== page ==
Barbara Howell: Aortic Valve Replacement

Barbara quote "it was probably the easiest thing I ever went through as far as a health procedure."

At age 88, Barbara Howell was initially a little indecisive about getting her aortic valve replaced. She’d had a heart murmur for several years and knew that a series of echocardiograms over the period of a year showed the condition of her aortic valve was worsening, but she didn’t have significant symptoms and was otherwise in good health. She would get tired throughout the day and need naps and wouldn’t sleep well at night, but thought that was a pretty normal part of aging.

When doctors told Barbara she would probably only live another two years without a replacement, she began to reconsider. Her children reassured her that there wasn’t any reason she shouldn’t do it, and she wanted to maintain her good health and stay strong for her husband, who was 92 and has his own heart issues.

In September 2021, Barbara underwent a transcatheter aortic valve replacement (TAVR) at Abbott Northwestern Hospital performed by Dr. Santiago Garcia, an interventional cardiologist and researcher in the Valve Science Center at the Minneapolis Heart Institute Foundation® (MHIF).

“It was probably the easiest thing I ever went through as far as a health procedure,” said Barbara. “I was so impressed with how well they prepared me for it. They told me exactly what was involved and how long it would be. I can’t speak highly enough about the staff and Dr. Santiago and his team. It went even better than I thought.”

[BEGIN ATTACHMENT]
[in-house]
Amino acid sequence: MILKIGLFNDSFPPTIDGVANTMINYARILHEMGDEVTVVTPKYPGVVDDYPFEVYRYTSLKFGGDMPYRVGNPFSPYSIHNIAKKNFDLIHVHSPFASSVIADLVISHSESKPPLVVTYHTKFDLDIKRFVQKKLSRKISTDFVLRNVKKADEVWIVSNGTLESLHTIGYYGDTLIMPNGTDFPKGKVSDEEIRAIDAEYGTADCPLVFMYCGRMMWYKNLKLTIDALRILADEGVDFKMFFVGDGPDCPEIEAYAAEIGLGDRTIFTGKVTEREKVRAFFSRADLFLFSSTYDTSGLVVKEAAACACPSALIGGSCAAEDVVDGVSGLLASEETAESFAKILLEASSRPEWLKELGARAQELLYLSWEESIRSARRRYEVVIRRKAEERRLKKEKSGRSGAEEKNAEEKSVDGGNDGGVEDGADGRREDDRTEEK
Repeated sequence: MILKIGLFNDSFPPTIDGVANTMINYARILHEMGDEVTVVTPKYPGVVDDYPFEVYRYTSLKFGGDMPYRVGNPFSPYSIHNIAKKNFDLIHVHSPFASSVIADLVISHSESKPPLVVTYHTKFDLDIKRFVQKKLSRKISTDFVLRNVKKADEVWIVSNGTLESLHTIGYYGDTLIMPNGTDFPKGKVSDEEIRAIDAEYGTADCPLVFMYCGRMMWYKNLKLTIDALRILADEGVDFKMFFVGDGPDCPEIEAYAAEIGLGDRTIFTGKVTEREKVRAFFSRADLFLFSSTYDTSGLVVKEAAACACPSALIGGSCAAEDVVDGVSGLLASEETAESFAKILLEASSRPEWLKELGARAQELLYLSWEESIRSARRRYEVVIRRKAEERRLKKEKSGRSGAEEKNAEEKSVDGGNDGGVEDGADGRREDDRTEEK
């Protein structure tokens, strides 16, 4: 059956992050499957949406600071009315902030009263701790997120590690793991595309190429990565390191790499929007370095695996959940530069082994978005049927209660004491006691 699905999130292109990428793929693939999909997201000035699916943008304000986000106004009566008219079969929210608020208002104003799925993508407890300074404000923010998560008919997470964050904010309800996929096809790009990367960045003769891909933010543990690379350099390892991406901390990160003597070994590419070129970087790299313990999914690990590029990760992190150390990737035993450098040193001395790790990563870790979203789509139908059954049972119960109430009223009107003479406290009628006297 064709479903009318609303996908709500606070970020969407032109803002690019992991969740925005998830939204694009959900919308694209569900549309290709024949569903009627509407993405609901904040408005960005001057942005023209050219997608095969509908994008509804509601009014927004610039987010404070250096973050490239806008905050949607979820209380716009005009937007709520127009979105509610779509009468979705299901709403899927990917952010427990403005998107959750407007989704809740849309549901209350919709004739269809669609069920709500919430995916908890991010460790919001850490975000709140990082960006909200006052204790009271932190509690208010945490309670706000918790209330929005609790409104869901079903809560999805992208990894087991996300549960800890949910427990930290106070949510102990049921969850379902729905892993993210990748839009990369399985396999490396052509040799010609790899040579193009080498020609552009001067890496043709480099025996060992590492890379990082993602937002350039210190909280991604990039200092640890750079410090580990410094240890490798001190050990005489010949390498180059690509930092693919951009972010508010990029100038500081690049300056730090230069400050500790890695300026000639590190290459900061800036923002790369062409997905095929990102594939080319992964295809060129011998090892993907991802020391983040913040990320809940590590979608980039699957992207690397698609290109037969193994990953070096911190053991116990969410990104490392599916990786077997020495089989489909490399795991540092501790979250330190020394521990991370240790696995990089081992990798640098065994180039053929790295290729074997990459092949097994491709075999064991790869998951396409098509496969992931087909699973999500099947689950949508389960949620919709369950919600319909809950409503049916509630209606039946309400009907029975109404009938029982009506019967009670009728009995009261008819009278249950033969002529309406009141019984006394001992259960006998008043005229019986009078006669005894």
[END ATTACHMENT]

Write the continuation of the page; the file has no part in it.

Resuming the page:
Through their work in MHIF’s Valve Science Center, Dr. Garcia and other researchers are industry leaders in minimally invasive, non-surgical valve repair and replacement. The transcatheter valve replacement procedure is much less risky than traditional open-heart surgery, which gives older patients like Barbara more options. Surgeons use a small incision in the leg to insert a small guidewire and catheter containing a replacement valve that is carefully guided through the blood vessels into the right position in the heart. After the minimally invasive procedure, patients are typically able to leave the hospital within one or two days.

Ten days after the procedure, Barbara felt she was recovering “exceedingly well.” She started the cardiac rehabilitation program at her local hospital and looked forward to getting stronger every day. She quickly noticed a big improvement in her sleep.

“Now I feel I can go all day and when I go bed, I get more restful sleep,” she said. “I marvel at Dr. Garcia’s expertise in performing this delicate procedure. I am deeply grateful to him and his team for all they did to assure this success and improve and extend my life journey.”

Give the Gift of Hope
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The Minneapolis Heart Institute Foundation® (MHIF) strives to create a world without heart and vascular disease. To achieve this bold vision, we are dedicated to improving the cardiovascular health of individuals and communities through innovative research and education.

Thanks to the generosity of donors like you, we can continue this life-saving work. Please make a gift to support the area of greatest need.

Celebrate Heart Month with a Gift Towards Research!

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Heart disease is the #1 cause of death of men and women, claiming the lives of 700,000 people annually; our fathers and mothers; our friends and loved-ones.

Together, we can change that statistic with an investment in life-changing research and education. This heart month, we hope you'll make a special gift in honor of a loved one and the physicians, researchers and educators working to create a world without heart and vascular disease.